In 1992, Gannett News Service examined 100 civil lawsuits that had been filed against police officers in 22 states. In each instance, awards of $100,000 or more were made to victims between 1986 and 1991; the total was nearly $92 million. Of the 185 officers involved in the cases, no disciplinary action was taken against 160, eight were disciplined and 17 were promoted. In other words, a cop accused of police brutality was two times more likely to get promoted than disciplined.
When losing a civil lawsuit for your department is more likely to get you promoted than disciplined, and has a 96% chance of not having negative conseqeunces for you, why should cops care about obeying the law.
Disciplining an employee does not require proof beyond a reasonable doubt. It doesn't even require clear and convincing evidence. When a jury finds that an officer violated someone's rights that should be a presumptive ground for serious discipline, and in most cases, for firing the officer. Clearly, however, the leadership in police departments around the country don't care. Any example of a police officer not being disciplined in a case like these should be prima facie evidence that rights violations are a policy and practice of the government that hired that person. The way the civil rights laws are supposed to work is that a government has a choice. It can agree with what the officer did, and subject itself to liabilty, or it can throw the officer under a bus and avoid liability. Governments should, at least, under our existing flawed system, be forced to truly make that choice.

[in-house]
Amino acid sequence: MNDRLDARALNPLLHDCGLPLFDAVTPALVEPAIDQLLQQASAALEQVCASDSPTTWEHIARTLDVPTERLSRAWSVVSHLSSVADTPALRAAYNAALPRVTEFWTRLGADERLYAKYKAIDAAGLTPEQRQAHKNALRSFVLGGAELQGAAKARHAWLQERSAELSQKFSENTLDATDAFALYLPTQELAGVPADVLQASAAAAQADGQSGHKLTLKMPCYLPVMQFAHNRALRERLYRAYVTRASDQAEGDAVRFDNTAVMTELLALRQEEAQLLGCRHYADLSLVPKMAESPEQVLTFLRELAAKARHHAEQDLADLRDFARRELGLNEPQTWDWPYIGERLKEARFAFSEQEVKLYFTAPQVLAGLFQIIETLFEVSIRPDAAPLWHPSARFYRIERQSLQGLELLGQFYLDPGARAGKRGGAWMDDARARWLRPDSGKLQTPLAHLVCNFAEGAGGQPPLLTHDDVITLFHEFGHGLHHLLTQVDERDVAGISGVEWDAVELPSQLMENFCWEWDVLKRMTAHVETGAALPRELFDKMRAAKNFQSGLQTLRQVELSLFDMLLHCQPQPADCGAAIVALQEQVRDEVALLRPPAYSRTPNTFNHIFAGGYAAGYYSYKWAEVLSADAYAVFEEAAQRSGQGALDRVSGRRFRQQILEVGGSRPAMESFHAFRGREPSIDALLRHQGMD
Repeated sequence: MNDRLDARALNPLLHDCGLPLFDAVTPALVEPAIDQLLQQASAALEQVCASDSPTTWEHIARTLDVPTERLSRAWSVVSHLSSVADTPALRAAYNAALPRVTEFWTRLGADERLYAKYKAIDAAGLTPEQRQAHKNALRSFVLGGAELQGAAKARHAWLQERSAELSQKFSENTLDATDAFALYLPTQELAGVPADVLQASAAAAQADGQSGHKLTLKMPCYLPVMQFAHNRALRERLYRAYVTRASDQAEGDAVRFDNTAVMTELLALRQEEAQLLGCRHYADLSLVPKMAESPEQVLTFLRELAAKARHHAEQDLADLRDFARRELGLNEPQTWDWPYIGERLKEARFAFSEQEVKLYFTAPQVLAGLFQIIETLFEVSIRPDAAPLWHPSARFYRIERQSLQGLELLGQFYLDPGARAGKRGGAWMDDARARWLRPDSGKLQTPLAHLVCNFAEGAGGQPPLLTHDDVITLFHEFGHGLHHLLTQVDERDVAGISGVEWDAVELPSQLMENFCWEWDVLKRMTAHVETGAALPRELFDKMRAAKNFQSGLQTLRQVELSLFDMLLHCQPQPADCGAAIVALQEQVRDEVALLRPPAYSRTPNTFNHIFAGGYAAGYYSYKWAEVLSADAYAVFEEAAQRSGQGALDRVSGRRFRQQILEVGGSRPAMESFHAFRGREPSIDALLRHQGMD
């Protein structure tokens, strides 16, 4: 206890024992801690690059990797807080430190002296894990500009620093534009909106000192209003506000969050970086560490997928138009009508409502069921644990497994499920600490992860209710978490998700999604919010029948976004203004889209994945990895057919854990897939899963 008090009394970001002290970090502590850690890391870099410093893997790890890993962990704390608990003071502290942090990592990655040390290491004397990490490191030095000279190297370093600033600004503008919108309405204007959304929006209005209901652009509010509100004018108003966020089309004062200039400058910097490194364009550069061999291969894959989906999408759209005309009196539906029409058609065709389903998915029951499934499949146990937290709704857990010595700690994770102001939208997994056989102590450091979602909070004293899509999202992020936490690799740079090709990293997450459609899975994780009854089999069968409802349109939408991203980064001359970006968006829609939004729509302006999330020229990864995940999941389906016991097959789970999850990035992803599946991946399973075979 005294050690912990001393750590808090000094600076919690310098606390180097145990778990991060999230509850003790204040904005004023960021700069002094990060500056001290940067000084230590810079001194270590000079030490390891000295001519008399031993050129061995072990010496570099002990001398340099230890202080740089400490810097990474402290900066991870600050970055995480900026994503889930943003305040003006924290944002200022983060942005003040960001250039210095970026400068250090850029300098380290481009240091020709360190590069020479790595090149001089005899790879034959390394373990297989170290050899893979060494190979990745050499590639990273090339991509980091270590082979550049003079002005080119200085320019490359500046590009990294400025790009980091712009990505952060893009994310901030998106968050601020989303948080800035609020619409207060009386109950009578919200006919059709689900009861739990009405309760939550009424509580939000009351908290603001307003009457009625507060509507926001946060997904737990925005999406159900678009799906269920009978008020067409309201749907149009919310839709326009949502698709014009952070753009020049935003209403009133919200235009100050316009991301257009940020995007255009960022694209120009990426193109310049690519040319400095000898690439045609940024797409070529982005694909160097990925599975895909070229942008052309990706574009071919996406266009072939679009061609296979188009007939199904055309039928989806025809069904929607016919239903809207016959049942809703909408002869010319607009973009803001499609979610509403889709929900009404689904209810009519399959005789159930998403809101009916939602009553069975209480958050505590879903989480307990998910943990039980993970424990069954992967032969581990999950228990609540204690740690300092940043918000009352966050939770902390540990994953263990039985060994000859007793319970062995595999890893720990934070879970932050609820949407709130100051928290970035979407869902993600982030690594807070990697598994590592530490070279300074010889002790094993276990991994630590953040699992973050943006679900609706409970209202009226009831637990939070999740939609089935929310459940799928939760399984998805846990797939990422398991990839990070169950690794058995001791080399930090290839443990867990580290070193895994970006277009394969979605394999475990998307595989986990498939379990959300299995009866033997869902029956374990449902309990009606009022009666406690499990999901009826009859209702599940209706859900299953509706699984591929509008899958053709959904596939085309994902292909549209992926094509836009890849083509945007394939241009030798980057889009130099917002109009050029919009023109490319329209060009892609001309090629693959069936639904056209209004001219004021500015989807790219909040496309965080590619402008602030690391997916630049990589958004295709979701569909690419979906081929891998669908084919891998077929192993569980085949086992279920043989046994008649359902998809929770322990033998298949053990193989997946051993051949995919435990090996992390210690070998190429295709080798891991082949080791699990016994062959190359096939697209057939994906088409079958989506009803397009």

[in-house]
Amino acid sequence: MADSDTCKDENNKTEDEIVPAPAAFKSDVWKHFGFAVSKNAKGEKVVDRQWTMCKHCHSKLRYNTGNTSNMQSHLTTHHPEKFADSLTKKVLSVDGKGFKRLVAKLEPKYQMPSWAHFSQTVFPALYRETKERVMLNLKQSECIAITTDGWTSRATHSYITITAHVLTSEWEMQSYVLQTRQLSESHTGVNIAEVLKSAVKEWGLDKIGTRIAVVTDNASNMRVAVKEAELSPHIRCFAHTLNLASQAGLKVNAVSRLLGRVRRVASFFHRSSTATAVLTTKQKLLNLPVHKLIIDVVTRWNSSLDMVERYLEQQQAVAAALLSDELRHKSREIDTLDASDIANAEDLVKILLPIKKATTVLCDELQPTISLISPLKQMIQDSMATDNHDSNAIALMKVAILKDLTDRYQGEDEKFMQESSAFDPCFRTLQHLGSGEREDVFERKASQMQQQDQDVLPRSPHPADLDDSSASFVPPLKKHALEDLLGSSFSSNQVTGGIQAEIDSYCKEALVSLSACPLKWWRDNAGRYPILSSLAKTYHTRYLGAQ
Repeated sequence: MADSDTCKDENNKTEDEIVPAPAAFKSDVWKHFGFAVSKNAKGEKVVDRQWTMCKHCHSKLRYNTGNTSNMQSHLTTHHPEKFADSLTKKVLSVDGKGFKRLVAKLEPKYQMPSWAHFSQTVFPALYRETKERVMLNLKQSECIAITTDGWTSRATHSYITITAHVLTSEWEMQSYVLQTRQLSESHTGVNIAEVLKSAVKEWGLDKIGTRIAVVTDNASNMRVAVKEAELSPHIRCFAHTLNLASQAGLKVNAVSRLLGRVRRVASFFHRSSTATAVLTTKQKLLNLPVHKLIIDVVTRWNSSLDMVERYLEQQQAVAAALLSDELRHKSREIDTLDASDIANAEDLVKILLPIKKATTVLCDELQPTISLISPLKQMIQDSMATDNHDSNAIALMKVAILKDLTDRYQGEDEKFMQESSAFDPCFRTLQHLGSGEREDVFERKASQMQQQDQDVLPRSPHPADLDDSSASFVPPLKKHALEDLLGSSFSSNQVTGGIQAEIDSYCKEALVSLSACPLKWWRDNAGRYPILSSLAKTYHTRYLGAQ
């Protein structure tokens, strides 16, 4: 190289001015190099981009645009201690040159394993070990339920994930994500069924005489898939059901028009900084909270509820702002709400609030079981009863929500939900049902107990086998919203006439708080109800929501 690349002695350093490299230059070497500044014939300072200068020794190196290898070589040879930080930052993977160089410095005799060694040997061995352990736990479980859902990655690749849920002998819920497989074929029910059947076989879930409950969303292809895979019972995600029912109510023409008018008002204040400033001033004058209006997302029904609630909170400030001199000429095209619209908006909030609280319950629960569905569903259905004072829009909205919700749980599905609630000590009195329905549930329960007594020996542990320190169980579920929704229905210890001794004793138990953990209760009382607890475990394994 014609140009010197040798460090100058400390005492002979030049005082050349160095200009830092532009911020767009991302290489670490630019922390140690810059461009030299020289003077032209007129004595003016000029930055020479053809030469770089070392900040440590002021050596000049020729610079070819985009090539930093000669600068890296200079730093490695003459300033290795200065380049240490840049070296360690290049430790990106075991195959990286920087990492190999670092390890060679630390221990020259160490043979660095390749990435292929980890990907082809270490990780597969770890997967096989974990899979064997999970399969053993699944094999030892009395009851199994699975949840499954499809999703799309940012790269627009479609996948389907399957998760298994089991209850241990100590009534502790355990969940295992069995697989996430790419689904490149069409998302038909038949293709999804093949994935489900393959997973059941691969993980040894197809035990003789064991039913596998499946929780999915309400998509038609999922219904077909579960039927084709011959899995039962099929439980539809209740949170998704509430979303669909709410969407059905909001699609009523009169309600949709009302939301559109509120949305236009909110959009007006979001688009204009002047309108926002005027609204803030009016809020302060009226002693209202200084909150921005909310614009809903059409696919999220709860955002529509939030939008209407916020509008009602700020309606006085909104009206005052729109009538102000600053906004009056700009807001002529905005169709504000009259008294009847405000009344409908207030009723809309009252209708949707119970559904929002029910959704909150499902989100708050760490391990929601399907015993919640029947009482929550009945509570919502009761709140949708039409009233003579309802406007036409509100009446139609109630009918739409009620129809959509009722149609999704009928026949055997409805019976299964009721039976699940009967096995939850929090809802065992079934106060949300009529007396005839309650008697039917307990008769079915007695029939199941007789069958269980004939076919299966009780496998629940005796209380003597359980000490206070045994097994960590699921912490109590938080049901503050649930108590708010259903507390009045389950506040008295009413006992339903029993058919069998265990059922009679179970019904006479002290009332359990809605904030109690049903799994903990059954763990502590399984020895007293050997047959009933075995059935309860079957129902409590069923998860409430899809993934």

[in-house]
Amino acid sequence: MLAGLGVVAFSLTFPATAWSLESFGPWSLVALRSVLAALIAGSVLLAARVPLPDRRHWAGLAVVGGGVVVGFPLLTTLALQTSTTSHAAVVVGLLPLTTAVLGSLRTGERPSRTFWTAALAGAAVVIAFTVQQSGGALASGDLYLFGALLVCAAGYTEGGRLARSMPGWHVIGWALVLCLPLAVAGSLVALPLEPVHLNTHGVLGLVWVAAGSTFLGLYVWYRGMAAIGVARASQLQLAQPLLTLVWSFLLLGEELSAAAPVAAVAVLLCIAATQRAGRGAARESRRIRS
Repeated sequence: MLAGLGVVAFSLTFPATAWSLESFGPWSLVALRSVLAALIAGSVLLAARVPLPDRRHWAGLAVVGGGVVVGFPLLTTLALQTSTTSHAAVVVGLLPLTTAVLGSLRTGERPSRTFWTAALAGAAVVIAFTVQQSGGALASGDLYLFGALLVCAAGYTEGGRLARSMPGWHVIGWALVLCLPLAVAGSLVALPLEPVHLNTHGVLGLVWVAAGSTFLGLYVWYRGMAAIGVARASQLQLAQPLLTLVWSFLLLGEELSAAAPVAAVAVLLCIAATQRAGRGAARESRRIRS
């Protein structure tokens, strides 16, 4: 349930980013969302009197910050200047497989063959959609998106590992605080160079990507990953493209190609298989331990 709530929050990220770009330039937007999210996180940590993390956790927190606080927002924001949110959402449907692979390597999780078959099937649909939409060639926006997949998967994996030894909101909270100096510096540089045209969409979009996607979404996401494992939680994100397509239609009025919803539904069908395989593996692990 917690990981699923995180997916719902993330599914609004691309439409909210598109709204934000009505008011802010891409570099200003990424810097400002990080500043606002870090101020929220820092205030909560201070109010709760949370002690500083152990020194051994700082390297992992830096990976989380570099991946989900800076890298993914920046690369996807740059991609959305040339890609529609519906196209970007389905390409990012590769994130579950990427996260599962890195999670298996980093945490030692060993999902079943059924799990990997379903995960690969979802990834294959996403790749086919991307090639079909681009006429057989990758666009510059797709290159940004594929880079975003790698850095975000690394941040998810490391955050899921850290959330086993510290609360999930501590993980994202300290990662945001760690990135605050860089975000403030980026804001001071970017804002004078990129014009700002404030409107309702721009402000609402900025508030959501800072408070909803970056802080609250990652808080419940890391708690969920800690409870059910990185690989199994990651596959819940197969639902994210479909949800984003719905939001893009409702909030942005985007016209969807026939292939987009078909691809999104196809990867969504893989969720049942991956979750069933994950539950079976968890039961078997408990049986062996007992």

In the same vein, it should come as no suprise that cops often lie about sobriety tests, that prosecutors often push baseless criminal accusations (such as a DUI charge against someone with a 0.03 BAC when the legal limit is 0.08 BAC), and that police departments often have unlawful policies (such as a policy of arresting 45 year olds with 0.01 BAC when it isn't a crime to have 0.01 BAC, and hence, there is no probable cause to believe that a crime was commited). Liberals don't have a jaded view of the honesty and honor of the major players in the criminal justice system for no good reason. We need a criminal justice system that works, but police officers and prosecutors in cases like this one need to be taken to the woodshed, not supported in the press.